It was a state visit to a non-state. “We have de-hyphenated our relations with Palestine and Israel and now we see them both as mutually independent and exclusive and as part of this policy the Prime Minister is undertaking this visit,” boasted an external affairs ministry joint secretary. But the linkage and the hyphen seemed very strong indeed as Israeli Air Force helicopters escorted the Royal Jordanian Army helicopter in which Narendra Modi travelled to Ramallah in the Israeli-occupied West Bank whose entrance, exit, borders and airspace are all strictly controlled by Israel. No doubt Mr Modi meant well. Some reports claim he said India hoped for “an early realisation of a sovereign and independent state of Palestine”. Whether he did or not, he didn’t want millions of dispossessed Palestinians to feel his heady “bromance” with Benjamin Netanyahu leaves them forever stateless in a no-man’s-land. Hence the balancing act of this visit. The surreptitious pussyfooting of all those years going back to the 1962 Himalayan war when India felt guilty about its Israeli lover is over. India and Israel are now proud strategic partners, ties extending to intelligence- sharing on terrorism and joint military training. As the largest buyer of Israeli weapons, India actually helps Israel maintain its stranglehold on the conquered West Bank, Gaza and Golan Heights. Indo-Israeli military business was worth around $9 billion between 1999 and 2009.
Unlike his predecessors, Mr Modi doesn’t have to be secretive. If Israeli claims regarding a survey by an unnamed international market research company are to be believed, Zionism is more popular in India than in the United States. The study claims 58 per cent of Indian respondents are sympathetic to the Jewish state, against only 56 per cent of Americans. But let us not pretend the Israelis had nothing to do with this first visit to Palestine by an Indian Prime Minister. No doubt under official guidance, some reporters made much of the fact that Mr Modi travelled from Jordan and not Israel, as Pranab Mukherjee had done. That eyewash will convince no one who knows the situation. Mindful of its artificial identity and precariously poised monarchy, the Hashemite kingdom of Jordan is Israel’s closest friend in West Asia. The late King Hussein’s limousine could be seen waiting at the Allenby Bridge early every morning even during the Six-Day War for the Jerusalem Post newspaper, which he obviously regarded as more reliable than any Arab publication. The half-English, British-trained King Abdullah II, whom the media showed in the obligatory bear hug with Mr Modi, was Mr Netanyahu’s proxy on this occasion.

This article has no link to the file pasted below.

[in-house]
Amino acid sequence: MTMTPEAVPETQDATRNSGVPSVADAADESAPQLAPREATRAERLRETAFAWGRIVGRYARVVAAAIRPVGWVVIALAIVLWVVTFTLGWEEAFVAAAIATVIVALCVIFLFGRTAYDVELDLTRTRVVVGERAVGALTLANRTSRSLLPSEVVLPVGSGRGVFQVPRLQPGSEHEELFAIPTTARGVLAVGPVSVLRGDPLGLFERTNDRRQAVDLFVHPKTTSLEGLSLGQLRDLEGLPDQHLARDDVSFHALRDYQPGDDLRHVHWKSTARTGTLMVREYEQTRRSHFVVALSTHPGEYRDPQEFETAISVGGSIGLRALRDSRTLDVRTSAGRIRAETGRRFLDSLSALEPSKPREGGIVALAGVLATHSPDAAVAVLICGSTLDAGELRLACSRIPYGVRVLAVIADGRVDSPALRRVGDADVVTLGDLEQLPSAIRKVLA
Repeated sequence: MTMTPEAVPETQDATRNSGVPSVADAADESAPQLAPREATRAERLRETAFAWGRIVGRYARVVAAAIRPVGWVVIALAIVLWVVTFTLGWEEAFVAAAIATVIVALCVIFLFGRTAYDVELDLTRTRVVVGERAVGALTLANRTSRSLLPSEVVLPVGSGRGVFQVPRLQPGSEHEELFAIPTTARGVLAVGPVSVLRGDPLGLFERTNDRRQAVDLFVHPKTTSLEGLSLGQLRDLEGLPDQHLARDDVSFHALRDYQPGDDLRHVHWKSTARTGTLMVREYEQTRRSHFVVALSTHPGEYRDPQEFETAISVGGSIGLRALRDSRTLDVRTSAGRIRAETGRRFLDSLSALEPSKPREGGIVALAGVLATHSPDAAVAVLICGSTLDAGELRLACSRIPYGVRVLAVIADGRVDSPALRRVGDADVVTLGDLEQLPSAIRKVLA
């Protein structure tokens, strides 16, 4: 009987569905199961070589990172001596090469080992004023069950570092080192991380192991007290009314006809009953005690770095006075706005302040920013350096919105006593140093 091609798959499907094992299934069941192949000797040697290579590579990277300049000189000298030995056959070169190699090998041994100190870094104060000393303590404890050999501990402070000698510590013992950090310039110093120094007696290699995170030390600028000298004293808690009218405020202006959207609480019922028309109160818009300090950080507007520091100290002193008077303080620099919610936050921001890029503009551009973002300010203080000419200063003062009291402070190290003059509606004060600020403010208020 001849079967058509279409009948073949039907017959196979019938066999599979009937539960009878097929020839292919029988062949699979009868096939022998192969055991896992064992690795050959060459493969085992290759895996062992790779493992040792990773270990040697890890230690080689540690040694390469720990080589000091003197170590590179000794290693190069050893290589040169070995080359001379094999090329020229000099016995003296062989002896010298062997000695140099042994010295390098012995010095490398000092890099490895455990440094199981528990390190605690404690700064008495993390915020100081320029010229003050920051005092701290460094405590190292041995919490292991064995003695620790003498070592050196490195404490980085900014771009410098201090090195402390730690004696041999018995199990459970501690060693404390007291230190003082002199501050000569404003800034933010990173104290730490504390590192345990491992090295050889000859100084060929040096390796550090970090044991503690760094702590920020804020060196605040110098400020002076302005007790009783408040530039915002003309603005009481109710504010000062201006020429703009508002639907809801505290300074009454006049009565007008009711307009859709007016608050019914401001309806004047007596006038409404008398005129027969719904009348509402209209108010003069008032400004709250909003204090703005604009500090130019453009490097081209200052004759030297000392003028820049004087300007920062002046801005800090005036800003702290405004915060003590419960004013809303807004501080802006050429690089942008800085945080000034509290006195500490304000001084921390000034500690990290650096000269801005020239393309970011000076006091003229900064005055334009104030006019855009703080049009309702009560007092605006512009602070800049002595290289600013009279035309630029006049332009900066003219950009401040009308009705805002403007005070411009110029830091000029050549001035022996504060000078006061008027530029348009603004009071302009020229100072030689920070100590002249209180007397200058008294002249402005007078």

That wouldn’t have mattered if the visit meant a genuine step towards sovereign independence. Palestine’s present status can be compared to the 15 republics of the old Soviet Union (several of which were United Nations members) or — more appositely — apartheid South Africa’s Bantustans, four of which were declared “independent” although recognised only by Pretoria. For that matter, pre-1947 India was a founding member of the League of Nations and the United Nations, declared war and made peace, but all on London’s orders. The red carpet reception for Mr Modi, the guard of honour and troop inspection could be compared to the Maharaja of Bikaner and Lord Sinha attending the 1919-20 Versailles Peace Conference. Allowing Mahmoud Abbas the fripperies of a head of state receiving a visiting foreign head of government showed Mr Netanyahu understands the visitor’s psychology.
Mr Modi proudly boasts he calls his “friend” Mr Netanyahu by his nickname “Bibi”. Despite contradictory statements, Israel hopes to sell India 8,000 Spike anti-tank missiles for $500 million. “Following talks I have held with my friend, Indian Prime Minister Narendra Modi,” Mr Netanyahu declared when visiting India last month, “the Indian government has informed us it is putting the Spike deal back on track. This is very important and there will be many more deals.” The two men seem made for each other. But does this mean Israel will stop illegal Jewish settlements in the West Bank, relax the squeeze on Gaza, return the Golan Heights or recognise Palestine’s independence? Mr Modi would deserve the grateful thanks of six million West Bank inhabitants if he could persuade his “friend” to do so. But then, he may not even be aware of the historical background and rationale for the Israeli recalcitrance. Shimon Peres, Israel’s former Prime Minister and President, regarded as a dove in a cast of hawks, who died in 2016, explained the Zionist stand in his books.
First, he denied the existence of a separate Palestinian nation, claiming Palestinians were only those Arabs who happened to be in the West Bank or Gaza but were indistinguishable from other Arabs throughout West Asia. Second, Peres held that the old Mandate for Palestine carved out of the former Ottoman empire at the end of the First World War could hold only two independent states — Israel and Jordan — which already exist. There is no room for a third. Beyond that is the suspicion of the Zionist dream of Eretz Yisrael, Land of Israel, stretching from the Nile to the Euphrates. Mr Netanyahu has not said or done anything to dispel such fears. Mr Modi promised Palestinians generous financial and technological assistance. But that was also part of Peres’ benevolence for a conquered land and its people. Choosing his words with care, Mr Abbas described Mr Modi’s visit as “significant”. It will deserve a higher adjective only if future events show the Prime Minister persuaded his real host in Jerusalem who oversaw all arrangements to disgorge the fruits of war and cease to be the only country in the world to retain conquered territory. Then only might the visit be termed historic.